DP Technology and Alma Develop Robot Additive DED Solution
DP Technology and Alma have partnered to create a complete programming solution for robot additive direct energy deposition.
DP Technology, creators of ESPRIT CAM software for CNC use, have partnered with Alma, a CAD/CAM provider for robotics, to create a complete programming solution for robot additive DED (direct energy deposition).
Additive DED is a series of metal 3D printing technologies that creates parts by melting and fusing material as it is deposited. Wire arc additive manufacturing (WAAM), also known as DED-arc, is an additive DED technology applied in robot additive DED to produce the near net shape preforms with significant cost and lead time reductions, increased material efficiency and improved component performance.
Compared to a machine tool-based DED machine, which can cost up to several million dollars, a robotic DED machine costs significantly less (close to $150,000 to $200,000). Additionally, many companies can retrofit existing programmable, industrial robots for additive DED applications. However, to program a robot to perform an additive DED task, an engineer must determine both the toolpath of the DED head and the robot arm movements that efficiently achieve the ideal toolpath.
To provide customers with an end-to-end solution for programming robot additive DED, DP Technology and Alma have pooled ESPRIT’s advanced toolpath planning in both subtractive and additive areas and Alma’s robotics trajectory computation technology and off-line programming of arc welding robots.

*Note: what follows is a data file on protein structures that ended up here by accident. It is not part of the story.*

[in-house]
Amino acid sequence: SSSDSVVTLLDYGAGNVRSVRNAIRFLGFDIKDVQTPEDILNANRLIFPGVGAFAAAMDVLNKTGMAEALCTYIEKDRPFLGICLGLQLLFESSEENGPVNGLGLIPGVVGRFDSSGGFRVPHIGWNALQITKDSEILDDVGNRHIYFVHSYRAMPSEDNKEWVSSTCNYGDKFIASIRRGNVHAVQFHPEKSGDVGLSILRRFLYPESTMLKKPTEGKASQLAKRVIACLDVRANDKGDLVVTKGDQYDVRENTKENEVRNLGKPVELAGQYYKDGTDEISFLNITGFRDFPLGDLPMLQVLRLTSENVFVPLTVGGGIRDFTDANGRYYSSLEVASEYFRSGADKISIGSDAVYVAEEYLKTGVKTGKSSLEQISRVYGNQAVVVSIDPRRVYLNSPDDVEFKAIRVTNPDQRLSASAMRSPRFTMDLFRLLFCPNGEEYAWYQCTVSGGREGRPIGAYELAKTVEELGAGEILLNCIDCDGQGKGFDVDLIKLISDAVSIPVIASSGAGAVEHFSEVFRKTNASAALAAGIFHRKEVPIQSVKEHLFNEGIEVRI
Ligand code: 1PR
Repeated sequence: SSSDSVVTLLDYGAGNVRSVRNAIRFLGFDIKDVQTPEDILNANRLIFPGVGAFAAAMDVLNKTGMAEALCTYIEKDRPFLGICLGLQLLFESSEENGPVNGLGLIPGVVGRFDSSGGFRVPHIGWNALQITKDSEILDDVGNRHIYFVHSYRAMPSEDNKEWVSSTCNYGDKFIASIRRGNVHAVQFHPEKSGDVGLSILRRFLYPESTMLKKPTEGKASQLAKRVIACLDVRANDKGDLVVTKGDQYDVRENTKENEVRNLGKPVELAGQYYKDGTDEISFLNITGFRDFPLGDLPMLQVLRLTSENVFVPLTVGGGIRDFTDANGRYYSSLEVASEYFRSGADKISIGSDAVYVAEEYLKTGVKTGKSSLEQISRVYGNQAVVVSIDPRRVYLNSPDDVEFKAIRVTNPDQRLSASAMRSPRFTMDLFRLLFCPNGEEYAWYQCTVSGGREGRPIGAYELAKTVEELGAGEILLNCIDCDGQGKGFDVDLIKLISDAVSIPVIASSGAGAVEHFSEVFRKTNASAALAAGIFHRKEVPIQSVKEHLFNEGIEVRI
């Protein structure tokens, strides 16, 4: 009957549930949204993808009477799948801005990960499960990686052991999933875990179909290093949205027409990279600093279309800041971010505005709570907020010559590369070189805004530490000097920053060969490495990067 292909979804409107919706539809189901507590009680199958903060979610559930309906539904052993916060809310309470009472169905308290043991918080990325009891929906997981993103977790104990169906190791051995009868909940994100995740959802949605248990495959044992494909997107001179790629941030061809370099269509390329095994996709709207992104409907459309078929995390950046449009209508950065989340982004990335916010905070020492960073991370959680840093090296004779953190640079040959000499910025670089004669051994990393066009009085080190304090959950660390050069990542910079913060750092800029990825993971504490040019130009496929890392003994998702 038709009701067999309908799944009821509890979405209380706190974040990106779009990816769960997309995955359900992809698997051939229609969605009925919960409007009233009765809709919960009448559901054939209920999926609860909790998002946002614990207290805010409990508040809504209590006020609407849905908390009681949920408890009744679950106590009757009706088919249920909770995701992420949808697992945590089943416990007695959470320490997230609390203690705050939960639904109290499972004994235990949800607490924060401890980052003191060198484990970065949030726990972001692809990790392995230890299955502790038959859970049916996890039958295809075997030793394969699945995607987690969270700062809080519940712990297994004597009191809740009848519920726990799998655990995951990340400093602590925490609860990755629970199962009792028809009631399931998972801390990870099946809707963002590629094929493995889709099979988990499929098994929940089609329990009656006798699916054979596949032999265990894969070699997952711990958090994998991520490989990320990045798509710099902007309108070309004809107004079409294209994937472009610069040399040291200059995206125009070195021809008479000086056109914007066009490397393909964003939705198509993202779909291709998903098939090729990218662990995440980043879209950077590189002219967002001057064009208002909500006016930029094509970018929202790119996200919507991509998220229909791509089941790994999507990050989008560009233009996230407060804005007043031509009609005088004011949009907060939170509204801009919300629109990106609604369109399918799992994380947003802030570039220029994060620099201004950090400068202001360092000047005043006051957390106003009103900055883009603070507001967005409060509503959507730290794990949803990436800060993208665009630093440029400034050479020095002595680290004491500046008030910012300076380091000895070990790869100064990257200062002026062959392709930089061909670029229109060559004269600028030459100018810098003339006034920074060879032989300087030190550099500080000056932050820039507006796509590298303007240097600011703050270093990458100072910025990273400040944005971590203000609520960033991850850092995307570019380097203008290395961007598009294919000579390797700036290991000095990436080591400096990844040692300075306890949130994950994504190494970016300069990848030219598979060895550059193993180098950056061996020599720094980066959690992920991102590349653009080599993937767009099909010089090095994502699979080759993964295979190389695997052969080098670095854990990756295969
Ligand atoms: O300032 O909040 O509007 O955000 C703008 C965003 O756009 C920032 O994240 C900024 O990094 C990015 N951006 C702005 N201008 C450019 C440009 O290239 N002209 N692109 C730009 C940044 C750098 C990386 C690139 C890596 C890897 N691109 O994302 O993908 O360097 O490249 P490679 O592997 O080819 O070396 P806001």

This solution allows Alma to use the full ESPRIT additive DED cycles such as 3x, 4x and 5x, bringing the software to a new level of support for additive technology. It also allows ESPRIT to support industrial robot brands including Yaskawa, ABB, FANUC and Kuka.
The result of this technology partnership is a complete workflow that provides end users with dedicated additive toolpath planning and programming; robot programming, simulation, verification, collision detection and code generation; and subtractive finishing process planning, simulation, verification, collision detection and G-code generation.
An engineering modification that would have been impractical or cost-prohibitive in the past is realized on a machine tool performing metal 3D printing and machining in the same cycle.
A video from Pratt & Whitney illustrates the steps needed to additively manufacture an aerospace component.
When Precision Metal Products purchased its first 3D printer last year, the company hoped to collapse both tooling costs and lead times. But the technology’s impact is reaching core business operations, enabling the shop to focus on higher-margin, lower-volume production.